Report: Trump asks State Department for 50 percent cut to UN funding
The White House budget proposal is considering cutting funding of the United Nations and its programs in half as it looks to shrink spending by the State Department.
President Trump’s administration is expected to slash the State Department budget by 37 percent, and sources say the department’s staffers are looking to pull funding from certain UN programs in order to meet that goal, according to a report from Foreign Policy.
Currently, the United States spends about $10 billion a year funding the UN, which amounts to about 20 percent of the organization’s budget. That money, which funds efforts such as peacekeeping, vaccinating children, and monitoring nuclear weapon programs, could seriously decrease, leaving the organization to scramble for new ways to fund its international efforts.
What do you know about the United Nations? Take our quiz [/url]" data-reactid="8">Recommended: What do you know about the United Nations? Take our quiz
The White House is slated to release its 2018 budget on Thursday, at which point the extent of rumored cuts will become clear. Mr. Trump has promised to seriously curtail what he sees as unnecessary spending across a variety of domestic and international platforms.
While the previous administration under former President Barack Obama sought to grow diplomatic ties and US aid, Trump has taken initial steps to reverse that trend, and argues that cuts to foreign aid and the state department will fund a proposed $54 billion increase in defense spending.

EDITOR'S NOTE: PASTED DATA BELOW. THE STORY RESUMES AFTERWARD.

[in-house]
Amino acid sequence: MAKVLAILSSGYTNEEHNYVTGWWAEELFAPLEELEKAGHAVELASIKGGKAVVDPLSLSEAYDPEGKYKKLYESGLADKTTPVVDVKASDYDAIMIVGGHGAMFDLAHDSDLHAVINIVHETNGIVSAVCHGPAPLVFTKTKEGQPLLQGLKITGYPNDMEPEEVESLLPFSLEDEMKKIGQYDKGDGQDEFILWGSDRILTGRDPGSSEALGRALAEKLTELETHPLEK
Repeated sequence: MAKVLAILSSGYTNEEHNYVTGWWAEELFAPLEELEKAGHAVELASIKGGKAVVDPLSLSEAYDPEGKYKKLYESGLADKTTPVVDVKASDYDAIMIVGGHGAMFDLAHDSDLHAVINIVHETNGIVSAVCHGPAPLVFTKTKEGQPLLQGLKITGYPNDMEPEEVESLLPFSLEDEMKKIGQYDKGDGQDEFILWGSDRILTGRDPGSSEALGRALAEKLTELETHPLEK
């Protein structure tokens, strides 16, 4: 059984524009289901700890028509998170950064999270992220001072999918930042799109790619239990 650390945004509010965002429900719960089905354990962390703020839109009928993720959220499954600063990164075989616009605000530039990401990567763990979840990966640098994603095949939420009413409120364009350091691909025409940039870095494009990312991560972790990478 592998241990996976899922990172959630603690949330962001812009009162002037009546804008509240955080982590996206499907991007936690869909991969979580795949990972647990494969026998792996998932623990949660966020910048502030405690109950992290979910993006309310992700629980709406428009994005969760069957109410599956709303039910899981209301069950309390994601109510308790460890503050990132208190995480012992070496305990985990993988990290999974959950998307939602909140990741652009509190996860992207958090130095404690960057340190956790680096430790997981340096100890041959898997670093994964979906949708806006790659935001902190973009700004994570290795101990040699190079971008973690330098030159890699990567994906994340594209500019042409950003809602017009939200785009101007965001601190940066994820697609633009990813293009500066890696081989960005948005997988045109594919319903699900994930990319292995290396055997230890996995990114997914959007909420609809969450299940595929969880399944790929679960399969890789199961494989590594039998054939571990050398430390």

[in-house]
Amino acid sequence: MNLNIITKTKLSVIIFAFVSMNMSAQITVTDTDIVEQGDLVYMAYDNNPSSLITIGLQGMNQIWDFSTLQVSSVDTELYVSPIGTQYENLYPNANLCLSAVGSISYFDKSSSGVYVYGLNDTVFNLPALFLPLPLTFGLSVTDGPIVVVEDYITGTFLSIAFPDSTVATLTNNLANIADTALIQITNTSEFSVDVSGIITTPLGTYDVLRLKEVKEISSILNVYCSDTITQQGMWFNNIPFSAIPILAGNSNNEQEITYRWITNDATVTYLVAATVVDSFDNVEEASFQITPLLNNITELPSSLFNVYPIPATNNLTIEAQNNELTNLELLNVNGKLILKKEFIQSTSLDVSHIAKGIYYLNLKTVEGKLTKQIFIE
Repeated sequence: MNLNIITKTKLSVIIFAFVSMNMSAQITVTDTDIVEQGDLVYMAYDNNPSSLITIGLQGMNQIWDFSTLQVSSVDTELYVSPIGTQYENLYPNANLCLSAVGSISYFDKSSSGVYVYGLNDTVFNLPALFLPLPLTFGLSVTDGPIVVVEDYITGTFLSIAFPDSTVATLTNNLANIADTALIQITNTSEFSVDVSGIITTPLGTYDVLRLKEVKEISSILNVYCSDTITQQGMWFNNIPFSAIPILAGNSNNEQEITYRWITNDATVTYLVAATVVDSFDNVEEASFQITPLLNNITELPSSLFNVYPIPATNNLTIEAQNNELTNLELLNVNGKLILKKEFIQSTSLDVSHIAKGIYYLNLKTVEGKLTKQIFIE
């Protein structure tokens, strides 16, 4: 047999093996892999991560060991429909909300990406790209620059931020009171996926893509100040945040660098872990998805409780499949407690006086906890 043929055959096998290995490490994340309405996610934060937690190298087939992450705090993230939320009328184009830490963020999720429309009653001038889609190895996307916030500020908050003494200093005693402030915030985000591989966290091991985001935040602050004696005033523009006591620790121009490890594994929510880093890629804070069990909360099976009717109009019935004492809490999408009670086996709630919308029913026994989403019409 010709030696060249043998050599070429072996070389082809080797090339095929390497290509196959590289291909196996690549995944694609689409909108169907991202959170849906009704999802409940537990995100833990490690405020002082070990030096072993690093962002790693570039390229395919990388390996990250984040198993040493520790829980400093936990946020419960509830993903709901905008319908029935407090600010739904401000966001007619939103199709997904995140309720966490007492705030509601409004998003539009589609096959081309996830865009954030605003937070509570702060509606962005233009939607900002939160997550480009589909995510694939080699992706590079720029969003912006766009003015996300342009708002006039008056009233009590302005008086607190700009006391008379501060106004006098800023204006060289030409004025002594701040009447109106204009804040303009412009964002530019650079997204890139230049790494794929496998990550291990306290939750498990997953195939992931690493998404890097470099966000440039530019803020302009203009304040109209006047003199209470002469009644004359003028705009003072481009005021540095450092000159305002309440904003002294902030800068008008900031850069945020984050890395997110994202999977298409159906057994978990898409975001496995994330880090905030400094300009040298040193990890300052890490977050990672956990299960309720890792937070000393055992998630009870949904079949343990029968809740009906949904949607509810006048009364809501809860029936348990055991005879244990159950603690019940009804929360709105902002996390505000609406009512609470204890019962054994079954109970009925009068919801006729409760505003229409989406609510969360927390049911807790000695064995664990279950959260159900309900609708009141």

Trump has aired concerns with the UN in particular before. In late December, he called the 193-member nation group, which engages in worldwide peacekeeping and aid, "just a club for people to get together, talk and have a good time."
"As to the U.N., things will be different after Jan. 20th," he tweeted as a warning at the time.
The leaked plan could be a vehicle to make good on that promise.
While his remarks take a hard stance, Trump isn’t the first to criticize the organization. Many have noted the shortcomings of its entangled bureaucracy, and decried lapses in the UN’s productivity.
But those who have tried to reform the organization have often walked away unsuccessful.
Sources close to the budget proposal told Foreign Policy that programs such as peacekeeping, UNICEF, and the UN Development Program, which receive funding from the State Department’s International Organization Affairs office, are mostly likely to be slashed. Sources said staffers were told to cut up to $1 billion of the $2.5 billion allocated to peacekeeping.
Other efforts, such as refugee-related assistance and food aid, are popular within Congress and could fair better as the budget makes its way to the chopping block. For now, it isn’t clear if the proposed cuts would come all at once, or if officials would phase them in over a period of years.
And the budget proposal must also go before Congress and garner its approval, a process that often results in compromise and reworking of aspirational financial planning.
It’s too early to speculate just where Congress and the president might meet in the middle of UN funding, but experts warn that taking an ax to such a large portion of spending on the organization could have drastic, far-reaching results.
“Multiply that across other humanitarian agencies, like the World Food Programme, and you are basically talking about the breakdown of the international humanitarian system as we know it,” Richard Gowan, a UN expert at the European Council on Foreign Relations, told Foreign Policy, predicting that cuts as large as those sources are suggesting would usher in “chaos.”
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